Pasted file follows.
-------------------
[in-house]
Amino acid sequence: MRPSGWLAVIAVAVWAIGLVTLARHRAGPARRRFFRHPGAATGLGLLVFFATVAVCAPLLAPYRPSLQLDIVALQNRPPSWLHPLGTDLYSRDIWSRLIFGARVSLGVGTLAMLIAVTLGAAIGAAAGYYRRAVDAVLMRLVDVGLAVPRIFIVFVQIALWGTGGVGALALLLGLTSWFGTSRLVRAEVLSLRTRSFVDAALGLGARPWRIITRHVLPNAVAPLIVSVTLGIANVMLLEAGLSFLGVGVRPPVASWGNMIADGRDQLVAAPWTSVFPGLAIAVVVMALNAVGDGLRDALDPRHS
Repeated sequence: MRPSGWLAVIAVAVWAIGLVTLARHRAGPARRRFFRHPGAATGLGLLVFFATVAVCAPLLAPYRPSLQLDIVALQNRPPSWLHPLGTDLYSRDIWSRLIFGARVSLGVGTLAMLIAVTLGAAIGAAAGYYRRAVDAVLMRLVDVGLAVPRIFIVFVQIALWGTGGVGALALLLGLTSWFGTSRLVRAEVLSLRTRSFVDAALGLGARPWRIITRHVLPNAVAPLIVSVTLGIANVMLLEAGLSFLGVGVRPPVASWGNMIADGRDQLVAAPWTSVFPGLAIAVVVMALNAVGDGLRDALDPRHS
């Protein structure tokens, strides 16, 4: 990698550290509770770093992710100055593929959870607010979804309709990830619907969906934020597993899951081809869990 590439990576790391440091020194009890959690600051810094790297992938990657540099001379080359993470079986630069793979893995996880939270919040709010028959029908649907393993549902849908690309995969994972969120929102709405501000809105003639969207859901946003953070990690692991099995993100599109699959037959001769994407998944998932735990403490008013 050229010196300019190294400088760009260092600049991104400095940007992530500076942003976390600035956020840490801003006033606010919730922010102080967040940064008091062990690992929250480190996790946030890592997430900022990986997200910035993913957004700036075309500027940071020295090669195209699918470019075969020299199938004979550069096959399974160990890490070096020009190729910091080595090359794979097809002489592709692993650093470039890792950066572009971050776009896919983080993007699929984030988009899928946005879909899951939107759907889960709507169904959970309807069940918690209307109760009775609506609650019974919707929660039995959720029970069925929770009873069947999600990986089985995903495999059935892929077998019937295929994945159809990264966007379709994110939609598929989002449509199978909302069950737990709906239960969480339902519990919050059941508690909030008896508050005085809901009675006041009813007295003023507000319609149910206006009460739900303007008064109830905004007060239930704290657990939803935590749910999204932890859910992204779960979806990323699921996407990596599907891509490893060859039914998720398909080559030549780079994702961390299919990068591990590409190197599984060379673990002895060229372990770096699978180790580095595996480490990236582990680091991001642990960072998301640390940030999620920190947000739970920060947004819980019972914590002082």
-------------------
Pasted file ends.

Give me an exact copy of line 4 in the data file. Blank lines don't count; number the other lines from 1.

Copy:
């Protein structure tokens, strides 16, 4: 990698550290509770770093992710100055593929959870607010979804309709990830619907969906934020597993899951081809869990 590439990576790391440091020194009890959690600051810094790297992938990657540099001379080359993470079986630069793979893995996880939270919040709010028959029908649907393993549902849908690309995969994972969120929102709405501000809105003639969207859901946003953070990690692991099995993100599109699959037959001769994407998944998932735990403490008013 050229010196300019190294400088760009260092600049991104400095940007992530500076942003976390600035956020840490801003006033606010919730922010102080967040940064008091062990690992929250480190996790946030890592997430900022990986997200910035993913957004700036075309500027940071020295090669195209699918470019075969020299199938004979550069096959399974160990890490070096020009190729910091080595090359794979097809002489592709692993650093470039890792950066572009971050776009896919983080993007699929984030988009899928946005879909899951939107759907889960709507169904959970309807069940918690209307109760009775609506609650019974919707929660039995959720029970069925929770009873069947999600990986089985995903495999059935892929077998019937295929994945159809990264966007379709994110939609598929989002449509199978909302069950737990709906239960969480339902519990919050059941508690909030008896508050005085809901009675006041009813007295003023507000319609149910206006009460739900303007008064109830905004007060239930704290657990939803935590749910999204932890859910992204779960979806990323699921996407990596599907891509490893060859039914998720398909080559030549780079994702961390299919990068591990590409190197599984060379673990002895060229372990770096699978180790580095595996480490990236582990680091991001642990960072998301640390940030999620920190947000739970920060947004819980019972914590002082």